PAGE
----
Measure 3-388, on the other hand, keeps the decisions regarding urban renewal with the local voters who are affected by the vote. Residents should not have to wage a countywide campaign to make improvements to their own community. Local voters are best equipped to make their own decisions.

Vote Nov. 8. In the interest of local decision-making, please join me and vote no on Measure 3-386. Vote yes on Measure 3-388.

Judie Hammerstad

Former Lake Oswego mayor

Lake Oswego

Another half baked idea in poem form from the city?

To the Editor:

The city government, Big Brother, has produced another half baked idea. Big Brother wants his subjects to participate in the decision making of the different aspects of the community development code. He wants their testimony to be a poem of 14 lines. About 120 words.

The city has had a public hearing on the code. If the testimony of the members of the audience had been restricted to 120 words, no one would have been able to complete their testimony.

The revised edition of the code will put more restrictions on private property, more taxes, more red tape, more of Big Brother intruding into the lives of the citizens.

The mayor and councilors will vote to accept or reject the new code. I believe they have already decided how they will vote. So poems and public hearings are a farce. It just gives the impression that they have an open mind and will accept what the majority recommends.

Big Brother asked 'What do you love about Oswego?'

I hate Big Brother.

Bob Federspiel

Lake Oswego

Reminding us of our true

priorities - well, maybe not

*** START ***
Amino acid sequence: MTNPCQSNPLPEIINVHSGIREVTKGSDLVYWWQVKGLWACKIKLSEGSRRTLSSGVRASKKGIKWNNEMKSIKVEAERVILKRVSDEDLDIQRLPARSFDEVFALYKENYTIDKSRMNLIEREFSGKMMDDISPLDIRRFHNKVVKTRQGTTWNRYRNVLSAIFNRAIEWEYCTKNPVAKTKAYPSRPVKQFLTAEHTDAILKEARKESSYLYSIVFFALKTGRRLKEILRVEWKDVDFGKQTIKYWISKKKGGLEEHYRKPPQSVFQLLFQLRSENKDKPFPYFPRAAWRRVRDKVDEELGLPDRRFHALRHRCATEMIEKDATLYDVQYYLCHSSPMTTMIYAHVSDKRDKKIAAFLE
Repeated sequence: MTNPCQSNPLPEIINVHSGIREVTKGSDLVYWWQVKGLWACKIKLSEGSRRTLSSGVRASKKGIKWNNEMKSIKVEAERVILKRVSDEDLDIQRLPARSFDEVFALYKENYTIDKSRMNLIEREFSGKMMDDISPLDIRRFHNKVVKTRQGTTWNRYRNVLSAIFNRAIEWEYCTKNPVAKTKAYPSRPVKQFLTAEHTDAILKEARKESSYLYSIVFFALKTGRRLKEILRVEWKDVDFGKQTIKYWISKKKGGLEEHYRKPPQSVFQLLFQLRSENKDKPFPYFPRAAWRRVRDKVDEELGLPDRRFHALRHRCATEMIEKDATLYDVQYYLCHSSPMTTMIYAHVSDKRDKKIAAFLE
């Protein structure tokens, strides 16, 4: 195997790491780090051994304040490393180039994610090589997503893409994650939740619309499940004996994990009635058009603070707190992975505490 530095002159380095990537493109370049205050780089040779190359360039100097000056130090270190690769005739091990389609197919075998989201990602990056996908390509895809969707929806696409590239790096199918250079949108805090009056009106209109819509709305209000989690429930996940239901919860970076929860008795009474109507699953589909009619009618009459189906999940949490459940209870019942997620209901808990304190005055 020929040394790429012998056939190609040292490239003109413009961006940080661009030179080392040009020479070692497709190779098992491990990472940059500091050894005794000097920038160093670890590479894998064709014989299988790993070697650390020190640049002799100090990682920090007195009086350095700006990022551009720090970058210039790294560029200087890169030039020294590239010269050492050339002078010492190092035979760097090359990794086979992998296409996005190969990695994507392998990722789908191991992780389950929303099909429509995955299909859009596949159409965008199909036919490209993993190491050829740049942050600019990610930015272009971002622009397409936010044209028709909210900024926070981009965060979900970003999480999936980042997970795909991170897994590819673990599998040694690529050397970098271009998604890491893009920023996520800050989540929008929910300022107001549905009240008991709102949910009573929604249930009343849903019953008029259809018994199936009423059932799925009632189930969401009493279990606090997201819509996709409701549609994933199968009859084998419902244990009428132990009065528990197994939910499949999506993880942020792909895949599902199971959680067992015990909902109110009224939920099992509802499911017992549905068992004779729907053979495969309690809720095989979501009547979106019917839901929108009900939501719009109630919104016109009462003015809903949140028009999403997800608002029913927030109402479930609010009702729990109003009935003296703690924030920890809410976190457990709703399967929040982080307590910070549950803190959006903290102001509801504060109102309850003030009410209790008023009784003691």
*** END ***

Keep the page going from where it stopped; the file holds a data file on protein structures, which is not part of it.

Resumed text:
To the Editor:

Thank heaven for moral beacons like Lake Oswego's Noel R. Wolfe who can tidily excoriate our nation's poor and the programs which serve them while ingeniously proposing no solution. (See, 'Take a Hard Look at Nation's Poor,' from Lake Oswego Review of Sept. 29. Without his acute insight how would the rest of us know how diabolical these unwashed masses have been in gaming the bloated emergency food bank system -especially the children. Why just yesterday I read where there were more than 15,000-plus homeless youth (read moral failures) in Oregon alone, a 37 percent increase from two years ago. More 3- and 4-year-old deadbeats eating cheese and laughing at the rest of us.

We now breathlessly await Mr. Wolfe's powers of superior moral guidance and penetrating intellect to take aim at another intractable problem whose target demographic is likewise wasting untold resources - health care for the elderly. How can we continue in good conscience to put money down this rat hole? Let's face it, these folks are not getting any better.

Thanks from all of us, Noel, for taking the time to state your moral principles to remind us all of our true priorities.

Tom Brennan

Lake Oswego

'Send vowels surging through your nose'

To the Editor:


Our French bakery has little sympathy

For people who don't speak French.

If you took Driver's Ed. in high school

Instead of a romance language,

You're at a disadvantage.

They have a lovely bun, Pain aux Raisins.

If you can manage something close,

They may sell it to you.

It will loosen your tongue

And send vowels surging through your nose.

James Fleming

Lake Oswego

Support Measure 3-388 in November

To the Editor:

There will be a couple measures on the November ballot on how future votes will be held to create urban renewal areas. One provides for a vast countrywide vote and the other, more appropriately, for the vote of those in the local community to be affected.

Urban renewal paid for improvements to Millennium Plaza Park and the new Oswego Lake Front Park. It helps communities attract private sector jobs and pay for roads, sidewalks and sewer systems.

Please join me in supporting Measure 3-388 to increase the local control of urban renewal decisions. It just makes good sense to have local communities vote on local issues.

Mike Wells

Lake Oswego

Go to top